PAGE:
And guess what city is located in the north east? (HINT: It’s a big one that people sing about incessantly and also the one I live in.)

the schuyler’s the limit

So in September last year we moved into an apartment in Hamilton Heights (hence the above gif), and in November we tied the knot.

So it turns out this long, arduous, 30+ year story does have a happy ending after all.

Well, I mean, not an ending as such. Old habits die hard, and 64 is such an awkward number. I’m already thinking about what we could do if we had an apartment with a second bedroom…

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63) 2017. West 136th St, Hamilton Heights NY 10031

Part of me was a little disappointed that I was already 36 by the time I finally moved into New York City. From what I’d gathered from my local friends (not to mention every TV show set in New York that has ever been made), you’re not a real New Yorker until you’ve got at least one “nightmare roommate” anecdote under your belt. But how would I manage this? I’d racked up 18 years experience living with other people; all I had to do was find one or two people roughly my age, with roughly the same level of experience, and everything would be disappointingly uneventful.

If Jurassic Park has taught us anything, it’s that life finds a way.

Stevie became my third housemate roommate (see, I’m assimilating to American life already) one month into my three month sublet in Hamilton Heights.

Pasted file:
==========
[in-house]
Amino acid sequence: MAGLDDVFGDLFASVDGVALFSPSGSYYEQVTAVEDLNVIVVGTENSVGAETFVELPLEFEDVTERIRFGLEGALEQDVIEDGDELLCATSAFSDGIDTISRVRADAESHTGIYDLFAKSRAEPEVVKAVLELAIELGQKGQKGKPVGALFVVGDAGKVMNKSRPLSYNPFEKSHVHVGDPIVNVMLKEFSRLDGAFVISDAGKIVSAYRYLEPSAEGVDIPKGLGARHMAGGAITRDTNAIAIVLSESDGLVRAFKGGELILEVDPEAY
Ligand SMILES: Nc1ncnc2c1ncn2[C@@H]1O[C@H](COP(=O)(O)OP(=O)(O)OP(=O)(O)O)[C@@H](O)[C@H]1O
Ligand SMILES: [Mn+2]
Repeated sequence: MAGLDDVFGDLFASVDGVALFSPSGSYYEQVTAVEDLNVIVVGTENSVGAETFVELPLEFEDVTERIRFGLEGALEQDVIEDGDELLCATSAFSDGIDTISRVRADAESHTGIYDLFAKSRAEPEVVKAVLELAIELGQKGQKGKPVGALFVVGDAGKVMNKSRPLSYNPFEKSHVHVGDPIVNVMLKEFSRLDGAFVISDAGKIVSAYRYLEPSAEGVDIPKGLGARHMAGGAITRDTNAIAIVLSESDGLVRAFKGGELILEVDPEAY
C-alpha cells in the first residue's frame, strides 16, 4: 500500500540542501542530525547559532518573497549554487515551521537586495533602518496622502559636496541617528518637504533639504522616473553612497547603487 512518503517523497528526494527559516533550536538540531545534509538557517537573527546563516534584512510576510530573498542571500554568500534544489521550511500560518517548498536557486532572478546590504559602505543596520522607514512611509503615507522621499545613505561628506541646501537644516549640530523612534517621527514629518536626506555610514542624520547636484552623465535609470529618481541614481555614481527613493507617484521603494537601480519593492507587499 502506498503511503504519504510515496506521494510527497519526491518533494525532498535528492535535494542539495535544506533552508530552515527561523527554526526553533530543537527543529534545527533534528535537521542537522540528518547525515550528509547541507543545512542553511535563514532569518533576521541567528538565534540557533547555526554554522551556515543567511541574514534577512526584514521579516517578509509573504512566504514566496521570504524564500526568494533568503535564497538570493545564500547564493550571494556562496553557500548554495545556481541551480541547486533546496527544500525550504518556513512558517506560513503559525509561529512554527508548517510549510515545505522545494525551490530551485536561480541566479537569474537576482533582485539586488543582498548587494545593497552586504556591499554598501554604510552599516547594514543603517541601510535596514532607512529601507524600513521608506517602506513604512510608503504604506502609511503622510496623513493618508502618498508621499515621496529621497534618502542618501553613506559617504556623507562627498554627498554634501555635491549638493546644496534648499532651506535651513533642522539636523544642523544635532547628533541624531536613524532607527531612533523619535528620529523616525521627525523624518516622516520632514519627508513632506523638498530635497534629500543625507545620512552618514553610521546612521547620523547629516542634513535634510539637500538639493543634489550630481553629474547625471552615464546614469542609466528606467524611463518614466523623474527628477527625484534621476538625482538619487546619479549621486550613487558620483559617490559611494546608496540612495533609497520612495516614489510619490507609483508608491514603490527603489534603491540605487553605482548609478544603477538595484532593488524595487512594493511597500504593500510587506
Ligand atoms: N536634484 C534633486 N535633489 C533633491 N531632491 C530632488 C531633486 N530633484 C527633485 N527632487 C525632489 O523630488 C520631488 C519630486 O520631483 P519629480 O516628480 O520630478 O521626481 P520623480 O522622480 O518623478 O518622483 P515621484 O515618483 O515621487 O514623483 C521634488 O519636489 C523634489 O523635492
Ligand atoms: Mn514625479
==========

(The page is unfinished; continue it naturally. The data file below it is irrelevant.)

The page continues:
She was a bad housemate roommate before she’d even moved her shit into the apartment, by making me wait twelve hours to let her in.

Patented and Exclusive “Christopher Doesn’t Live Here Anymore” Roommate Tip #1:
If someone has to be at home to let you in on the day you move, do try to get to your new place 
before 10:20pm on a Sunday.

She was all moved in by 11pm, and we set about the task of bonding as housemates roommates. This was slightly difficult as we’d never met before; I was a sublet tenant and so was she, so our living arrangements had been made by higher powers. But we were both Australians, so half the work was already done.

OR WAS IT? Because the second she found out I’d moved from Melbourne, she deployed one of the most boring, forced and pointless Australian cliches that exists: Sydney-Melbourne rivalry. I shit you not, she literally sniffed, arched her shoulders and spat “OH? YOU’RE FROM MELBOURNE?”

Patented and Exclusive “Christopher Doesn’t Live Here Anymore” Roommate Tip #2:
When meeting the people with whom you are going to live, it is customary to wait at least 24 hours before being visibly repulsed by them.

To smooth things over, I hastily explained that I’d actually grown up in Queensland, and had lived a little bit of everywhere. Not knowing quite how to carry on the conversation, I tried to finish her half of the Sydney-hates-Melbourne equation:

Me: So, you’re from Sydney?
Stevie: Oh. Well. I mean. Sort of. I guess. It’s actually hard to explain.
Me: 
Stevie: My dad works for an international finance company, so I moved around a bit as a kid.

I MOVED AROUND. A BIT. AS A KID.

First of all, maybe you’ve heard of a little website called Christopher Doesn’t Live Here Anymore?

Photo credit: Bodie Strain